Average Waves in Unprotected Waters Characters
Arnold Blevins is a nine-year-old boy with developmental disabilities who has been raised by his mother, Bet. The day portrayed in the story marks his transition from his mother’s apartment to his new home at the Parkinsville State Hospital. Arnold is described as small though ‘‘strong, wiry’’ and ‘‘thin-skinned, almost transparent.’’ He has ‘‘great glassy eyes’’ and looks that make him appear elderly, ‘‘pinched, strained, tired.’’ He rarely alters his expression. The reader is told that he has fits, frequently violent tantrums that have become difficult for his mother to manage. He is easily bored, and when he becomes so, he often becomes unruly. He loves gum and sometimes swallows the gum even though he has been told not to. He often looks at familiar things as if they were unfamiliar or brand new. New things also ‘‘have no meaning for him.’’ Though he is described in a way that suggests he forms no attachments, he does form attachments to some material items like his little ‘‘red duffel coat.’’ He appears, however, oblivious to most human attachments, including the long-standing relationship with the Blevins’s neighbor, Mrs. Puckett, who has baby-sat him since his birth.
Avery Blevins is Bet Blevins’s absent husband, who left her and their son, Arnold, a few weeks after learning that Arnold was mentally handicapped.
Bet Blevins is the struggling single mother of Arnold Blevins, a nine-year-old developmentally disabled boy for whom she can no longer care. Bet’s viewpoint is prevalent throughout the story and shows her as a woman who, first and foremost, takes ‘‘comfort from enduring.’’ Strength of character has facilitated her life with Arnold, without the support of family, for many years. Bet’s choices have required that she endure. She withstood a rash marriage to Avery, who left her and Arnold a few weeks after the boy was diagnosed as mentally disabled, and she has endured the hardship of caring for Arnold by herself. Bet vacillates between believing that Avery was the genetic cause of her son’s defect and placing the culpability on herself. She believes that she ‘‘never could do anything as well as most people,’’ and this feeling of failure translates not only to her guilty belief in her role in her son’s biological condition, but now, in her social role as Arnold’s mother. Bet’s thoughts are fixated on making Arnold appear acceptable, clean, and cherished on this day, when she is to take him to live in the state hospital. Though the place ultimately promises proper and ongoing care for him, many of Bet’s actions during the day suggest her uncertainty about the decision.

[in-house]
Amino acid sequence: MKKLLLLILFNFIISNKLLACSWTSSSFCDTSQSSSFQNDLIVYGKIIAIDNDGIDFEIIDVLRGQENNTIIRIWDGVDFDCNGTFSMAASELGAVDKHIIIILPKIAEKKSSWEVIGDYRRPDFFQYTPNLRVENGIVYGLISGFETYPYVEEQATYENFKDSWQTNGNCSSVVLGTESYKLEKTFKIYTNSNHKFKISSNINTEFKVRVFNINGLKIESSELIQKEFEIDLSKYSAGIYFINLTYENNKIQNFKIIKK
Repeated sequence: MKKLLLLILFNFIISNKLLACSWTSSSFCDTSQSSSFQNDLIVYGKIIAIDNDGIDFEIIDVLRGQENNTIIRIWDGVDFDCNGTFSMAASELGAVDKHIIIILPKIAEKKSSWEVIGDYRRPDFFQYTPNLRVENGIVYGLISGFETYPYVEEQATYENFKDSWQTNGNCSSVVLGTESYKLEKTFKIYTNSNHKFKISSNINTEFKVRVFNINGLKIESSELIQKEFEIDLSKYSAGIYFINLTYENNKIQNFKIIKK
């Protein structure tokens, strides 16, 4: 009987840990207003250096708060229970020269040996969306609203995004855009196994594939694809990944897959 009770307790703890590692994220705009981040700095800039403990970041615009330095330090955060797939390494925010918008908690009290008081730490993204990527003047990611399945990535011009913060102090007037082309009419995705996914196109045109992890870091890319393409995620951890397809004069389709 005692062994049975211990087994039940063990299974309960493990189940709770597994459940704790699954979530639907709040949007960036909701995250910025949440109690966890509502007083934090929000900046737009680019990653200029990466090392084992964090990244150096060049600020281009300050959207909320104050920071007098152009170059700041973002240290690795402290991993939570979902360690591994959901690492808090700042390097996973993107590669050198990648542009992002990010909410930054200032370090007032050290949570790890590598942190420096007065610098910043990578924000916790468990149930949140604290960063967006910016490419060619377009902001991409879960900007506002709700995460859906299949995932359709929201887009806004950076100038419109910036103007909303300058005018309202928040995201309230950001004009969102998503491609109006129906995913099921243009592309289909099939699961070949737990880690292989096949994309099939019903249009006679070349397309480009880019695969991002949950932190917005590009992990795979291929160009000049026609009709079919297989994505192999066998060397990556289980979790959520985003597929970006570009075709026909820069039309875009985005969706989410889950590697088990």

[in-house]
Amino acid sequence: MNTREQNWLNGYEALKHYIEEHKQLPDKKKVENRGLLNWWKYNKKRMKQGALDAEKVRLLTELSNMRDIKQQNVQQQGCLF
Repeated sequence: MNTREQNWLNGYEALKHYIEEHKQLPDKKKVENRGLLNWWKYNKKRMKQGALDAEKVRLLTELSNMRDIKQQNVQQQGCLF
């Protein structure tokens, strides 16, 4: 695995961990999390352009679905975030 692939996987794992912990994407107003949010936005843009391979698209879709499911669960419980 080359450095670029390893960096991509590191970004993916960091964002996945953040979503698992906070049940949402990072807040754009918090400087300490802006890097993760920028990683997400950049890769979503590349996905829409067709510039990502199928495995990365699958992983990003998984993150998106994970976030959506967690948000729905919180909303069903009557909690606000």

Much of Bet’s character is revealed through memory. Through Bet’s memories, the reader becomes aware of the hardship and isolation she has had to endure. In many ways, Bet idealizes her past life, which was ‘‘beautifully free and spacious,’’ though she recognizes how, even then, she was destined to live staunchly and endure, ‘‘as if standing staunch were a virtue.’’ Her strength throughout these years of struggle takes a great toll on her, and ultimately, in order to endure the pain of loss, she chooses to disconnect and become an observer of life rather than a participant.
Mrs. Puckett is the Blevins’s neighbor who baby-sat Arnold from his birth until he became too big for her to manage. She breaks down as she gives Bet cookies for Arnold and watches him leave his home for the last time.